89 - 80 = Three-star prospect. One of the top 10% [of] players in the nation. This player will develop into a reliable starter for his college team and is among the best players in his region of the country. Many three-stars have significant pro potential.
To have talent consistent with a top-25 national finish and a top-third conference finish, UVa needs to land about 7 or 8 guys a year with talent equivalent to a rating of 86 or higher. Four classes, each with 7 or 8 players who are in the top echelon of the 80 ratings, results in a roster with 25 to 30 players who can be counted on as “reliable starters” with “significant pro potential.” Every formation position could have a starter who was “one of the top 10% of players in the nation” for his year coming out of high school. That sounds like what most of us remember from the best recent years of Cavalier football, and a reasonable expectation toward which to recruit.
Setting the goal of 7 or 8 “elite” players a year lets the coaches focus on succession planning. A program does not need an elite quarterback every year, so long as there is one every few years with reliable-starter quality guys coming in with each class. Year-to-year recruiting can focus on positions of need, as well as adjust for available talent. So long as every formation position has at least one 86+ guy every few years, Virginia can count on having players up to its talent standard year in and year out.
(Of course getting 86+ talent is only half the battle. Keeping them is the other. If the 10 guys who leave the program between Year 1 and Year 4 are all the top talents from their class—a la Jamil Kamara, Tre Harbison, or Greyson Lambert—you still end up with a sub-par roster that isn’t going to make much noise in the ACC.)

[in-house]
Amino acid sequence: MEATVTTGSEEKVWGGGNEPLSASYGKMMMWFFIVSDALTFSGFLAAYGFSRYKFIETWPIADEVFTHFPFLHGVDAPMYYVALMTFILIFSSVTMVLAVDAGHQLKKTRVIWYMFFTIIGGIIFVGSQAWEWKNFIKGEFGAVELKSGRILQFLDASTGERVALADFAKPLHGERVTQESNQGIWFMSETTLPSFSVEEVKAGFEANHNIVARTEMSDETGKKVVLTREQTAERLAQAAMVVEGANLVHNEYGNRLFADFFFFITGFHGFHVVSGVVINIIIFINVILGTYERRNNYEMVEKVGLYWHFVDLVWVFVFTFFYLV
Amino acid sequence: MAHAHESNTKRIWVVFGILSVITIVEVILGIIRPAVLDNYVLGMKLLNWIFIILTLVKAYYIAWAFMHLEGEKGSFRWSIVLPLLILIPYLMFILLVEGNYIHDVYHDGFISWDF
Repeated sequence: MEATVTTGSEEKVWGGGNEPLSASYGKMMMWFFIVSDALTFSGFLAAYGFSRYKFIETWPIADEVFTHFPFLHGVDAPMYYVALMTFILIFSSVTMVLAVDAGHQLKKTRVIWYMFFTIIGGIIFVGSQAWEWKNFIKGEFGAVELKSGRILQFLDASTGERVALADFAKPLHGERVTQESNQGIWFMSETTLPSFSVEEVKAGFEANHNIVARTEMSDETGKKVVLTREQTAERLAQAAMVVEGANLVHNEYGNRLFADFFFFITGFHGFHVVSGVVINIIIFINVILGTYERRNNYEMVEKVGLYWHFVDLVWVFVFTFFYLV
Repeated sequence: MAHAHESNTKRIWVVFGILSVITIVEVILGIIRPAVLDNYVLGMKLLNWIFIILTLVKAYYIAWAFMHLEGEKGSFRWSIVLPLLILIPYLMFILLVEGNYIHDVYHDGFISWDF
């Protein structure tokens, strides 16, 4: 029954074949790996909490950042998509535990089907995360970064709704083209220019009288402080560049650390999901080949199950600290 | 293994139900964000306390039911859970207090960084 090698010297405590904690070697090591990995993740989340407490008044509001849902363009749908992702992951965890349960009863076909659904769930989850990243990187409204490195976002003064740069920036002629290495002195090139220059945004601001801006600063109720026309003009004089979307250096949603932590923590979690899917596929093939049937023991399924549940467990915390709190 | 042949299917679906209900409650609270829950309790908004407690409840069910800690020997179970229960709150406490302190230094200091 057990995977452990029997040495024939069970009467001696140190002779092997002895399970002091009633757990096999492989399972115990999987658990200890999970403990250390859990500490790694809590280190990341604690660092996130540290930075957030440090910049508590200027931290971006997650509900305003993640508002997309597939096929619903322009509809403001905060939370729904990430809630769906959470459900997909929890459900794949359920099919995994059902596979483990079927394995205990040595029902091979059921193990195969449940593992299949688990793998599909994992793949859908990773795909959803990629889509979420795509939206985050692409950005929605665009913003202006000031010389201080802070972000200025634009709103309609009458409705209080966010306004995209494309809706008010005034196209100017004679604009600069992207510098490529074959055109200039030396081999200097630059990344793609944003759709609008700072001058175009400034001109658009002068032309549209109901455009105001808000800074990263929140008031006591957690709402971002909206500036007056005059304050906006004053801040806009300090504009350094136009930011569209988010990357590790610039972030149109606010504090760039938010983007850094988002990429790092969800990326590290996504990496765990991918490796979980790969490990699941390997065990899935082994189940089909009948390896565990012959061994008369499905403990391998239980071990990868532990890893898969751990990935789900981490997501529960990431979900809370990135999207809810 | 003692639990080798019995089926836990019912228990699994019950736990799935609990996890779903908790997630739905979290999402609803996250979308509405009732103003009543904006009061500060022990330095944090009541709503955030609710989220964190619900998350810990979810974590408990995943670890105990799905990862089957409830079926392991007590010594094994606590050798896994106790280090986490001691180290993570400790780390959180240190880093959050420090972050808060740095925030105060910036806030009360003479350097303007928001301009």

#HoosRising17: Not there yet
Nothing’s over til it’s over, but as of right now, the 2017 recruiting class looks like it will fall a bit short of the talent-standard benchmark. Including the four players who enrolled early, the Hoos have commitments from 22 players. Only 3 are rated 86 or higher in the 247 Composite.
There are a few big name targets that could still get on board. The biggest—in so many respects—is offensive tackle Mekhi Becton, from Highland Springs. Rated at 88, he’d come in on the good side of the ledger for the talent standard. Georgia speedster Josh Johnson, currently committed to Louisville, is also a possible future Hoo, and would likewise add some 86+ talent. Fellow Georgian Shawn Smith could also land in Charlottesville, and his 87 rating would be very welcome.
A big closing push with a few pleasant surprises would get the 2017 class above the “7 or 8” threshold I think is necessary for sustained success at Virginia. On the heels of a 2-10 season, that would count as a major victory, laying the foundation for more positive years to come.